Chad Huffman singled to right to drive in two, sending Grandy to third. Colin Curtis, six days into his big league career, fouled off pitch after pitch in a ten pitch at-bat before grounding out to first, driving in Granderson to tie the game at six. One inning later, Cano muscled a ball over the left-centerfield fence for a two run homer, giving the Yanks a two run lead and grabbed victory from the jaws of defeat.

* * *

These aren’t necessarily the biggest moments in terms of WPA swings or anything like that, they’re just memorable occasions that stick with us, regardless of how important they were in the grand scheme of things. Heck, some of these aren’t even individual moments, but rather a series of moments. Vote below to pick your favorite, and if one of these wasn’t your favorite moment of the first half, then tell us what you think it is in the comments. Thanks in advance.

What was your favorite moment of the first half of the season?
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First Half Review: 7 who fell short

On Monday night Ben reviewed seven Yankees who performed better than we could have expected heading into the season. Those players have helped keep the team moving as various players slumped. Some of those slumps lasted longer than others, and that resulted in a number of players falling short of the expectations we had for them early in the season.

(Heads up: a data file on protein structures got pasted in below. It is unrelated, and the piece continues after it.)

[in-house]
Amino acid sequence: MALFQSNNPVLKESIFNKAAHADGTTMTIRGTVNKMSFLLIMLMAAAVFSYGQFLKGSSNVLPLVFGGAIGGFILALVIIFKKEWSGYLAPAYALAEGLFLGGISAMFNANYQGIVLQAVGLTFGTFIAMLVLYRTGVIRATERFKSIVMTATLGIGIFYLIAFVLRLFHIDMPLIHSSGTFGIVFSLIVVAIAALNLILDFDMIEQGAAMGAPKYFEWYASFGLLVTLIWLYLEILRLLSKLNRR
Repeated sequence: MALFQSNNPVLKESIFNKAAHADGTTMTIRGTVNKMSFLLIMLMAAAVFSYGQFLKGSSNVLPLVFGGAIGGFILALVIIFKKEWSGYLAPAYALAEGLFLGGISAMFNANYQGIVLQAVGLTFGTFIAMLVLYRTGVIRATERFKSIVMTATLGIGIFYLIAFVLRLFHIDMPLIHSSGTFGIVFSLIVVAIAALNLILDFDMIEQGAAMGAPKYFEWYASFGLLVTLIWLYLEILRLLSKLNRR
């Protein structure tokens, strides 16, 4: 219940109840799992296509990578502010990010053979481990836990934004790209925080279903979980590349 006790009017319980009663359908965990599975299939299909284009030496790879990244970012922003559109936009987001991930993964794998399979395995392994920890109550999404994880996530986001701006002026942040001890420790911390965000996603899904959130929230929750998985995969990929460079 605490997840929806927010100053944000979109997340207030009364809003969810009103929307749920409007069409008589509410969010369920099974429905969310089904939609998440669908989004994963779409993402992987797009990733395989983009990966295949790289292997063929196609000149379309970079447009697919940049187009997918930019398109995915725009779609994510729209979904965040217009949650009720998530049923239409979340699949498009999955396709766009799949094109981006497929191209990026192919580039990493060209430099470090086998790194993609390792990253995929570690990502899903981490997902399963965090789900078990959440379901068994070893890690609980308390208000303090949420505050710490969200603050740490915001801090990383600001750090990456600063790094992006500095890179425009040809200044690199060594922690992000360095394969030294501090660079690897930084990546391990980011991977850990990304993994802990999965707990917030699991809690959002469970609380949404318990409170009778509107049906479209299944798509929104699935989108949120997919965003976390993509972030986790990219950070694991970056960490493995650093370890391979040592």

Nick Johnson

Photo credit: Kathy Willens/AP

Was an injury to Nick Johnson expected? To some extent it had to be. Even last year, when he was mostly healthy while playing for the Nationals and Marlins, Johnson still hit the disabled list for two weeks. But a season-ending injury in May? While it was a certain possibility I’m not sure any but the most cynical of fans had that in mind. It pays to be a cynical fan in that way — if you’re right you get to gloat and call everyone else an idiot, if you’re wrong you’re pleasantly surprised. It works well in a sport where the failures far outweigh the successes.

Even while Johnson was in the lineup he didn’t perform to expectations. As normal his OBP was high, on the strength of his superhuman 24.5 percent walk rate, but Johnson didn’t exactly hit to expectations. In fact, he had just 12 base hits in his 98 PA, while he walked twice as many times. Half of his hits did go for extra bases, a huge plus in a larger sample but mostly useless in Johnson’s case. He has been the big disappointment this season.